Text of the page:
WASHINGTON (CNN) - Call it the political Battle of the Potomac: today is primary day in Virginia, Maryland, and the District of Columbia - an unaccustomed star turn for a region defined by national politics but rarely courted by presidential hopefuls.
Coming off of his clean sweep of Hillary Clinton in the five Democratic contests this weekend, Barack Obama will be aiming for a political hat trick Tuesday. The area is home to large populations of African-Americans, affluent and well-educated voters – all voting blocs that have turned out at the polls in huge numbers for Obama so far this year. And Virginia allows independents – who have also gone for the Illinois senator by significant margins this cycle – to vote the state's Democrat contest.
In short: today's Potomac Primary seems demographically tailor-made for the Illinois senator.
Yesterday, Clinton downplayed Obama's weekend victories. And in conference calls and campaign memos, her team was still looking past the miserable month of February, which has so far delivered a string of losses, the revelation of short-term fund-raising headaches, and a headline-grabbing leadership shuffle. March 4 seems to feature some friendlier demographic terrain, at least, with a significant union and blue collar voting electorate in Ohio, and a heavy Latino presence in Texas – though the fact that both states allow independents to participate in the Democratic contest makes for a potential wild card.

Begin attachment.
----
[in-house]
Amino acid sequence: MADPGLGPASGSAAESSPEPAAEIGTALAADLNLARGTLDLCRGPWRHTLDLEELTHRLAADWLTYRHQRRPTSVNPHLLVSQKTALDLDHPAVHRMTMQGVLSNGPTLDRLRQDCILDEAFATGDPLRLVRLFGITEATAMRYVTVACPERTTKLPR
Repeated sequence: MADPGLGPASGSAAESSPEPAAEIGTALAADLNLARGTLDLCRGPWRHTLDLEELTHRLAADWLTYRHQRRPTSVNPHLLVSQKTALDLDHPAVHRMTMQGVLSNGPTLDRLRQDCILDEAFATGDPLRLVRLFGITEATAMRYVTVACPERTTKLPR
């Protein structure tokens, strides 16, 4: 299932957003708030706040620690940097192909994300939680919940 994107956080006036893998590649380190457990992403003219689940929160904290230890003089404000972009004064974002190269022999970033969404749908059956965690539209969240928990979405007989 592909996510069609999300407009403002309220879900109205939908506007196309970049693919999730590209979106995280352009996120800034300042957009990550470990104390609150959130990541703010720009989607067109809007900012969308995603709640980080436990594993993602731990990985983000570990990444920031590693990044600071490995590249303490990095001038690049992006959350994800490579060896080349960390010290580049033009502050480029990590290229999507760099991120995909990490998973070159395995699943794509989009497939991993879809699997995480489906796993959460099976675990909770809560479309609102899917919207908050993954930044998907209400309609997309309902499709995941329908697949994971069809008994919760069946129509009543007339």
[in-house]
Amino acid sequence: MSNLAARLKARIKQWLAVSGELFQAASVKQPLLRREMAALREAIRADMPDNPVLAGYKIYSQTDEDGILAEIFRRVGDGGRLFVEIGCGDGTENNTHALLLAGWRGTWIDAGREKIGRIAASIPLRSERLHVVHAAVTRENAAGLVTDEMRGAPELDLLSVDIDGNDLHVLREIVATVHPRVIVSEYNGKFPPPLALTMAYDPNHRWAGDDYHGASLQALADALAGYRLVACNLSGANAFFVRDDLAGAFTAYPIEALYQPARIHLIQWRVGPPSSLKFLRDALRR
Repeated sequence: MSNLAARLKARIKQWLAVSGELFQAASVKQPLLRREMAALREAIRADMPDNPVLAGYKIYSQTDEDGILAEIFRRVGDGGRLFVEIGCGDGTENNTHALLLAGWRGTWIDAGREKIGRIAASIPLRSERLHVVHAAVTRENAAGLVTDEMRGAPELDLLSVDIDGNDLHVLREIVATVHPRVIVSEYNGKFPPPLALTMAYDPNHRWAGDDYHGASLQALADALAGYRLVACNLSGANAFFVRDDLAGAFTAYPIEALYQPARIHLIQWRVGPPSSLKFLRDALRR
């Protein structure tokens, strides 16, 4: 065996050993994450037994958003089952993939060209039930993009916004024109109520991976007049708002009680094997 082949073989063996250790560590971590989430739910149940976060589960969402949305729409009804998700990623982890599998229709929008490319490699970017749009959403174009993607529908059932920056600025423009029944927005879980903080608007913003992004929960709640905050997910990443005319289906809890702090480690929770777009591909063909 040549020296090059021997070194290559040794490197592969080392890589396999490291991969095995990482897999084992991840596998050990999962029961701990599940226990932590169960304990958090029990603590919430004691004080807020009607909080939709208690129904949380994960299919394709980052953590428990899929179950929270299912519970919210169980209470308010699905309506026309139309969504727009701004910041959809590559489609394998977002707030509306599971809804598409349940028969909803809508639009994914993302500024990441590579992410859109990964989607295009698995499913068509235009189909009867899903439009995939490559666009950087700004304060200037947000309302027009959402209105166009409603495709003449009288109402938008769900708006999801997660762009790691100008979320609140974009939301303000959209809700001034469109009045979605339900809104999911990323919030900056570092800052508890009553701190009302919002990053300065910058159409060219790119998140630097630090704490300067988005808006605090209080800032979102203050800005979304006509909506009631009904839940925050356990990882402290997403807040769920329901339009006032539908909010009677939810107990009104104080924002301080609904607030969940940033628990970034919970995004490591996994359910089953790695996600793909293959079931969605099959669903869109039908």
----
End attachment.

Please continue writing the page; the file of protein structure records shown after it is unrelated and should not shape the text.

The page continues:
(Still, the CNN delegate count – at least for the next few hours - gives the edge to Clinton: 1,148 to 1,121 over Obama due to her support from superdelegates).
On the Republican side, John McCain may be, statistically, the likely GOP winner - although he lost two contests this past weekend. The Arizona senator lost to underdog Mike Huckabee Saturday - by double digits in the Kansas caucuses, and in a squeaker in Louisiana. Even his lone victory came with a question mark, since 13 percent of the votes in the Washington state caucuses weren't counted – a decision Huckabee is challenging.
McCain may find some solace in results along the Chesapeake today, but the conservative unrest apparent in the weekend's Republican results would seem to raise major questions about his viability in the general election.
– CNN Deputy Political Director Paul Steinhauser